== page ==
But even that became a question mark from the moment Static strummed the first notes on his guitar. The generators that had frustrated previous act The Hunger during roughly half of their 12 songs were threatening to wipe out all of Static's show.
With each collective groan from the crowd, Static and Co. desperately went to work trying to get the problem fixed as the clock ticked on his set time. On the third try, Static ended up cutting out the last half of opening song "Push It" -- Static-X's most popular tune. It eventually took five tries, but Static's persistence, along with his and the crowd's patience, paid off.
The rest of the evil disco evening went off without a hitch.
Static had every right to dedicate second tune "I'm With Stupid" and its catchy verse "He's a loser" to Scantlin if he wanted. Instead, The Hunger was the only one of the five acts to reference Scantlin's failure to "make it to the stage." It was just as well that the bands, for the most part, chose to focus on what was within their control for the benefit of those who did show up -- the fans.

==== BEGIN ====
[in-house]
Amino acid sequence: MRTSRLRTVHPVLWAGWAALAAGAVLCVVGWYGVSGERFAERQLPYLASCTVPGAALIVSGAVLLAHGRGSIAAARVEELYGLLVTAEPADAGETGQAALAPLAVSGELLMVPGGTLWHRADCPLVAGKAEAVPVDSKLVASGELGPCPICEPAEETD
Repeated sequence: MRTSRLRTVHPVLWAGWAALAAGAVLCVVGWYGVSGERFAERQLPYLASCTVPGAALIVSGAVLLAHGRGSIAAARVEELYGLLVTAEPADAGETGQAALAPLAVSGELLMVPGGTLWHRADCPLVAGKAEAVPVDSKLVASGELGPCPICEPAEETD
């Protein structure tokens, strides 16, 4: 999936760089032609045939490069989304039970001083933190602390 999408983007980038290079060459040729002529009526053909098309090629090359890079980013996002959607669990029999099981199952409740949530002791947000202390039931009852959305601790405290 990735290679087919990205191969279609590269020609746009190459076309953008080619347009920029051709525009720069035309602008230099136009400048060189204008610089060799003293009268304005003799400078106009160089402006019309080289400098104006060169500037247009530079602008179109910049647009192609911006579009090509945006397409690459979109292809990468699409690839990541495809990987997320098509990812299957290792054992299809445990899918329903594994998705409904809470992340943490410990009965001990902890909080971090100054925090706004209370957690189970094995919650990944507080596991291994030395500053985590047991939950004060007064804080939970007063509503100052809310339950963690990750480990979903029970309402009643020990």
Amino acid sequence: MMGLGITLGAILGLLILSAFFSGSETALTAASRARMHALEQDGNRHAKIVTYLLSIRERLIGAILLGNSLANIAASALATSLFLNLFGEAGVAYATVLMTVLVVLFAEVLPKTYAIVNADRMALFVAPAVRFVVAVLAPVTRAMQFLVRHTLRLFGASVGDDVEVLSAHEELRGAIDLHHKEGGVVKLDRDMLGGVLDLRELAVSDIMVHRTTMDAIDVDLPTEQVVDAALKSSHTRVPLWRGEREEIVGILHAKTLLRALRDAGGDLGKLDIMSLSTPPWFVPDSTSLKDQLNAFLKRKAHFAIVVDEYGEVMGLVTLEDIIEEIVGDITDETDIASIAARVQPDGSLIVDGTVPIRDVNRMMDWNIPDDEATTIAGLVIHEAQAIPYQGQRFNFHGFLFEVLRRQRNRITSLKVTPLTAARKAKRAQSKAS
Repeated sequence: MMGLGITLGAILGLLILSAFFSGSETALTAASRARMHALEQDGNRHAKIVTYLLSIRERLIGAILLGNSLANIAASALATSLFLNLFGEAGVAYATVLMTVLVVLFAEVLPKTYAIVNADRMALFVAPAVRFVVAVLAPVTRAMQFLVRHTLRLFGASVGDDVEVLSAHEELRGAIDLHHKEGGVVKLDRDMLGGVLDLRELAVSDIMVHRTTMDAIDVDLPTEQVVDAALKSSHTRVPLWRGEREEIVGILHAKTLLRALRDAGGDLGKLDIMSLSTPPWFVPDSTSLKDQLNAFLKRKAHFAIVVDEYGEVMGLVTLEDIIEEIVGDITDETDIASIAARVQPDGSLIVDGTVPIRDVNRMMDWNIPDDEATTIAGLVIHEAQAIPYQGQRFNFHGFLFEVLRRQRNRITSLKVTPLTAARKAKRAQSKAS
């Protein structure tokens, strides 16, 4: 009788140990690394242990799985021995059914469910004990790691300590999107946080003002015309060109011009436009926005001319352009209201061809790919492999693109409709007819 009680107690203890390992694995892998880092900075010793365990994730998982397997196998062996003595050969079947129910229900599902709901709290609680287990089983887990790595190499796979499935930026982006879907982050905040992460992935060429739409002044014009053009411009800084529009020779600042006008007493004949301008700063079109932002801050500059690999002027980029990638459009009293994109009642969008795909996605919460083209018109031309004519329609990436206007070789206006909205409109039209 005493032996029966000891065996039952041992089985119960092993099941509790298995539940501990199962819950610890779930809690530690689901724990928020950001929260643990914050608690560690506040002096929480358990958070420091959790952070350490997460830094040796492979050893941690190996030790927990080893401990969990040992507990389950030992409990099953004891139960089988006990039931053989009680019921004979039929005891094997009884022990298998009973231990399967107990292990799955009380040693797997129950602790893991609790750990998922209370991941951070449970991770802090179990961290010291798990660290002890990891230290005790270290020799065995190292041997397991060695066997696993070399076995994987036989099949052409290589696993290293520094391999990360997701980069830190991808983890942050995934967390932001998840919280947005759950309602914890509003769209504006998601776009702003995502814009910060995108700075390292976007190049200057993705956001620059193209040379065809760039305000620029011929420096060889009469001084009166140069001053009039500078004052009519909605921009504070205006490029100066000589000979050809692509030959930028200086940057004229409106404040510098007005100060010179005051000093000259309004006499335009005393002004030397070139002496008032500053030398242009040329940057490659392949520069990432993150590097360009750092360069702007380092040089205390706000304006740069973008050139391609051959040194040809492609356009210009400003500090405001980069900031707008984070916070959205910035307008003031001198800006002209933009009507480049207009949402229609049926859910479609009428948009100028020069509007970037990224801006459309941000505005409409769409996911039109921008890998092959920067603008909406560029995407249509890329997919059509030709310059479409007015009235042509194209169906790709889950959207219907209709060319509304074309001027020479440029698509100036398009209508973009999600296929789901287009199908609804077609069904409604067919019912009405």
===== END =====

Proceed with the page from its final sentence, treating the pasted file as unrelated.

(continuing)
With his wife Tera Wray, a former porn star, dancing on stage topless adorned with Xs of tape masking her breasts, Static rocked the fest in as classy a manner as he could. He didn't let his frustration over the lack of power ruin his show. He didn't take potshots at a band that didn't show up -- even if it would've been deserved. Instead, he referenced playing San Antonio several years ago at Sunken Garden Theater, eliciting loud applause.